Public Procurement process in Nepal

Where Has the Money Gone? This Isn’t Just the Dead-weight Loss – Exploring through the Public Procurement Perspective

Mr. Pandey is Assistant Professor and Coordinator of Center for Research and Development at King’s College. He is an alumnus of Cooperation and Development Network (CDN) in Italy and South Asian Economics Students’ Meet (SAESM) Secretariat at Dhaka. He specializes with designing methodologies for researches and activities in areas of resource economics, development economics and macroeconomics.
Public Procurement and its Scale in Nepal
Public Procurement is a well-known phenomenon in countries irrespective of their development statuses. In simple terms, it refers to the acquisitions made by a government department or any government-owned institution of goods or services – that may range from bed sheets for hospitals and textbooks for schools to financial and legal services to clients. The procurement services also include commissioning of large-scale construction works, such as roads, bridges and airports. Like in any other developing economies, public procurement is considered as a tedious and time-consuming task in Nepal.
The scale of public procurement in Nepal is very high (some 60-70 percent of annual budget is consumed through public procurement) and the amount of monitoring budget that the government allocates every year for these purposes validates this notion. As per the annual report of 2016 published by Public Procurement Monitoring Office, government allocated NPR 75,557,760 for the monitoring. Out of which only about 72 percent of the allocated budget could be spent.[1] Besides, the same report also mentions that most of the time, the huge percentage of net spent budget is spent with irregularities, which is, later on, cleared with the support of Office of Auditor General, Nepal Government. In the year, 12 of the staffs have been transferred into the office whereas 11 have been transferred out whereas they had 9 vacant posts which directly affected the effectiveness of work.[2]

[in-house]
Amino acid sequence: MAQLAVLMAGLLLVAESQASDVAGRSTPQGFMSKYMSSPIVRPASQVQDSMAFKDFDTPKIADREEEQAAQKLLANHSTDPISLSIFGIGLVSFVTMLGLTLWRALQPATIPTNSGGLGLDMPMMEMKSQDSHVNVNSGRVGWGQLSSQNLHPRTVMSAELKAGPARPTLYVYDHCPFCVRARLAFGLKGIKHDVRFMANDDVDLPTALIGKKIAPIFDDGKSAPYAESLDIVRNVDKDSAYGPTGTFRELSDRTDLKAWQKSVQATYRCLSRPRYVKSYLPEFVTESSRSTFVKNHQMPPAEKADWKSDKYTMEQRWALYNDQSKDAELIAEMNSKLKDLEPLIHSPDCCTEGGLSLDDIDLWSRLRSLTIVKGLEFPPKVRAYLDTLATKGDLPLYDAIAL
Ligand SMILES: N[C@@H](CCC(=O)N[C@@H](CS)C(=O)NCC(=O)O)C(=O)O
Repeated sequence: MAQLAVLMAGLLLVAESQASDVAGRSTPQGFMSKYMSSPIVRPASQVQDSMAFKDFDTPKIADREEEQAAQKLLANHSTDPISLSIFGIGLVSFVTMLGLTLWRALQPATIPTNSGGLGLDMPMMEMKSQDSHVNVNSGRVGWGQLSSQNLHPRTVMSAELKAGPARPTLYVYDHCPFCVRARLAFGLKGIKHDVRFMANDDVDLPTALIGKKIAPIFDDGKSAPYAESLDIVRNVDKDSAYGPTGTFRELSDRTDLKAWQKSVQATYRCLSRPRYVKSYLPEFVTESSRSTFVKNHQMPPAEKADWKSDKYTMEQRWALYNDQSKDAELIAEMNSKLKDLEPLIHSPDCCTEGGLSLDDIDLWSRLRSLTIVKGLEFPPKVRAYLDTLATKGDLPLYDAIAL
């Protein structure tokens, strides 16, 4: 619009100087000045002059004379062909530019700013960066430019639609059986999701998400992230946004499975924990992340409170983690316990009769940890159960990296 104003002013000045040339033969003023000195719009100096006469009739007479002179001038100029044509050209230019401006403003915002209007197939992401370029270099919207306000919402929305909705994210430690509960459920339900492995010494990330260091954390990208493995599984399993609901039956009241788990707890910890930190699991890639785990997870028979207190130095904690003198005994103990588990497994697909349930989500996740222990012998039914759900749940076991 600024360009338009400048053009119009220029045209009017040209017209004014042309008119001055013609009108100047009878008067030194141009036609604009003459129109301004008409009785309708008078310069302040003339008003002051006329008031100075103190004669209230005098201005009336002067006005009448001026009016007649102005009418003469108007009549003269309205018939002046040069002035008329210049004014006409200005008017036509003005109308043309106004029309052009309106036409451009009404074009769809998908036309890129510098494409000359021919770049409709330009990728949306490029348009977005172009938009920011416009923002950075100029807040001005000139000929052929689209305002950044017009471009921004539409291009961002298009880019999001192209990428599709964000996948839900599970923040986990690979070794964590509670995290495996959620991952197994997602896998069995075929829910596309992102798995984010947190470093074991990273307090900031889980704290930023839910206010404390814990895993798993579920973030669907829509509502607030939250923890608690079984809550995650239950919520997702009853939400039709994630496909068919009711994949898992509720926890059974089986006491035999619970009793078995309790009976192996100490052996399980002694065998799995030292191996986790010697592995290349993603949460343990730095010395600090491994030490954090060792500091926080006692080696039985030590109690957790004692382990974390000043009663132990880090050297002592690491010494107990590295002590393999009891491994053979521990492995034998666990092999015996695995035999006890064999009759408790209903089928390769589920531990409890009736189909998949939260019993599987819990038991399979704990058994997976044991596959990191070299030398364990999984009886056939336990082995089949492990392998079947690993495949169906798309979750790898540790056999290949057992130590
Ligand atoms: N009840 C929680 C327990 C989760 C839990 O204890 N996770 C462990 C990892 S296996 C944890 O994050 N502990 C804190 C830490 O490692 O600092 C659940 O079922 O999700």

Academia joins to efficiencize Public Procurement
A 2013 study by Michael Musanzikwa[3] has highlighted some of the crucial issues facing most of world’s developing countries when it comes to dealing with the issues of public procurement. Though there are not sufficient empirical works to check the real issues being faced by public procurements works locally, a 2013 World Bank Country Procurement Assessment Report[4] for Nepal highlighted insufficient capacity for efficient procurement undertakings and few amendments that were made in law are inadequate to bring the expected efficiency in  the business. These insufficiencies further hinder desired level of transparency and competitive public purchasing of goods, works, and consultants’ services. The change in the system has just started and there are a lot of things yet to be done. For the assurance of effectiveness and efficiency in public procurement, a neutral observation of the system was necessary. In this regards, a third-party participation would always be complementary and thus, King’s Center for Research and Development (research center at King’s College, Nepal), as an academic institution has become a part for the establishment of the effective and efficient public procurement system through research and publication of relevant evidence-based documents.